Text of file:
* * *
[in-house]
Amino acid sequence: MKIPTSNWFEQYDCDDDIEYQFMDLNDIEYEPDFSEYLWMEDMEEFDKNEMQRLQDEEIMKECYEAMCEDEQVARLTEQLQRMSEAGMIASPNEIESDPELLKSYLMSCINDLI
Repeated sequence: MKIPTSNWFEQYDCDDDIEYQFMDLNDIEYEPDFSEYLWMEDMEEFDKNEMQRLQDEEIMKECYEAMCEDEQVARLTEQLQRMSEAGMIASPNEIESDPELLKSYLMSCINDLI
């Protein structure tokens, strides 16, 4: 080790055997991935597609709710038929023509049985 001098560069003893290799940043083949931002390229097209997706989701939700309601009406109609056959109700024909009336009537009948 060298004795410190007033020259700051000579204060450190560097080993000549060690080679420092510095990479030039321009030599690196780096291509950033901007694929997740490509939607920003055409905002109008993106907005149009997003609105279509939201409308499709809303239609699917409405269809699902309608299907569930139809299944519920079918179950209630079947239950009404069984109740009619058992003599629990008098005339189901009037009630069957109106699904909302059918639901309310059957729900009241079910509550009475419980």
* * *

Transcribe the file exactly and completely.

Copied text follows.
[in-house]
Amino acid sequence: MKIPTSNWFEQYDCDDDIEYQFMDLNDIEYEPDFSEYLWMEDMEEFDKNEMQRLQDEEIMKECYEAMCEDEQVARLTEQLQRMSEAGMIASPNEIESDPELLKSYLMSCINDLI
Repeated sequence: MKIPTSNWFEQYDCDDDIEYQFMDLNDIEYEPDFSEYLWMEDMEEFDKNEMQRLQDEEIMKECYEAMCEDEQVARLTEQLQRMSEAGMIASPNEIESDPELLKSYLMSCINDLI
């Protein structure tokens, strides 16, 4: 080790055997991935597609709710038929023509049985 001098560069003893290799940043083949931002390229097209997706989701939700309601009406109609056959109700024909009336009537009948 060298004795410190007033020259700051000579204060450190560097080993000549060690080679420092510095990479030039321009030599690196780096291509950033901007694929997740490509939607920003055409905002109008993106907005149009997003609105279509939201409308499709809303239609699917409405269809699902309608299907569930139809299944519920079918179950209630079947239950009404069984109740009619058992003599629990008098005339189901009037009630069957109106699904909302059918639901309310059957729900009241079910509550009475419980």